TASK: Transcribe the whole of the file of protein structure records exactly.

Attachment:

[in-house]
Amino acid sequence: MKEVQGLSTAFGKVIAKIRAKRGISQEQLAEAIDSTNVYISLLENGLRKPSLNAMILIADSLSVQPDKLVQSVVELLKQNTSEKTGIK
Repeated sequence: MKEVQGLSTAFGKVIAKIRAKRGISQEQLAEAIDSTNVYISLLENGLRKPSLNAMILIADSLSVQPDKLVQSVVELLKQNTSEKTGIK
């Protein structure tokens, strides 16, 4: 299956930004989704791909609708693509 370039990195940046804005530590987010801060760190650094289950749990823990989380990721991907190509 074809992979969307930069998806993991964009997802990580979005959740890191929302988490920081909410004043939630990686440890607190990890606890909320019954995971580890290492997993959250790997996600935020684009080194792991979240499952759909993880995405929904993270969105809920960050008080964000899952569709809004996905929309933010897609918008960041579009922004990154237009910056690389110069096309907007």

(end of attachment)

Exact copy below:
[in-house]
Amino acid sequence: MKEVQGLSTAFGKVIAKIRAKRGISQEQLAEAIDSTNVYISLLENGLRKPSLNAMILIADSLSVQPDKLVQSVVELLKQNTSEKTGIK
Repeated sequence: MKEVQGLSTAFGKVIAKIRAKRGISQEQLAEAIDSTNVYISLLENGLRKPSLNAMILIADSLSVQPDKLVQSVVELLKQNTSEKTGIK
């Protein structure tokens, strides 16, 4: 299956930004989704791909609708693509 370039990195940046804005530590987010801060760190650094289950749990823990989380990721991907190509 074809992979969307930069998806993991964009997802990580979005959740890191929302988490920081909410004043939630990686440890607190990890606890909320019954995971580890290492997993959250790997996600935020684009080194792991979240499952759909993880995405929904993270969105809920960050008080964000899952569709809004996905929309933010897609918008960041579009922004990154237009910056690389110069096309907007």